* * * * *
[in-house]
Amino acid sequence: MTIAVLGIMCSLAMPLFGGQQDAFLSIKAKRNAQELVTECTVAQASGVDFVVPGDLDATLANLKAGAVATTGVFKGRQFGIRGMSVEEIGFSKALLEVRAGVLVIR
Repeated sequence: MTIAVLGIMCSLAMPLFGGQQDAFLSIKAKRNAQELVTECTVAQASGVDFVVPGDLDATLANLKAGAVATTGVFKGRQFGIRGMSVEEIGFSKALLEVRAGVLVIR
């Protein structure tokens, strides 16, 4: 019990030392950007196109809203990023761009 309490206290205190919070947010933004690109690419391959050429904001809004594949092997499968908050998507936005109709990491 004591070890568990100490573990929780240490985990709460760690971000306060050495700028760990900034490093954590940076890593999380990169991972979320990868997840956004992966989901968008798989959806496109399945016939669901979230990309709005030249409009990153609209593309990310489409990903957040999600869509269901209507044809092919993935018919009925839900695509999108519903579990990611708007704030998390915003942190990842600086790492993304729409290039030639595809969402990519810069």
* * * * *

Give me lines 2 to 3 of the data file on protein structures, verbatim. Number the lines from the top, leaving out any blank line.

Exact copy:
Amino acid sequence: MTIAVLGIMCSLAMPLFGGQQDAFLSIKAKRNAQELVTECTVAQASGVDFVVPGDLDATLANLKAGAVATTGVFKGRQFGIRGMSVEEIGFSKALLEVRAGVLVIR
Repeated sequence: MTIAVLGIMCSLAMPLFGGQQDAFLSIKAKRNAQELVTECTVAQASGVDFVVPGDLDATLANLKAGAVATTGVFKGRQFGIRGMSVEEIGFSKALLEVRAGVLVIR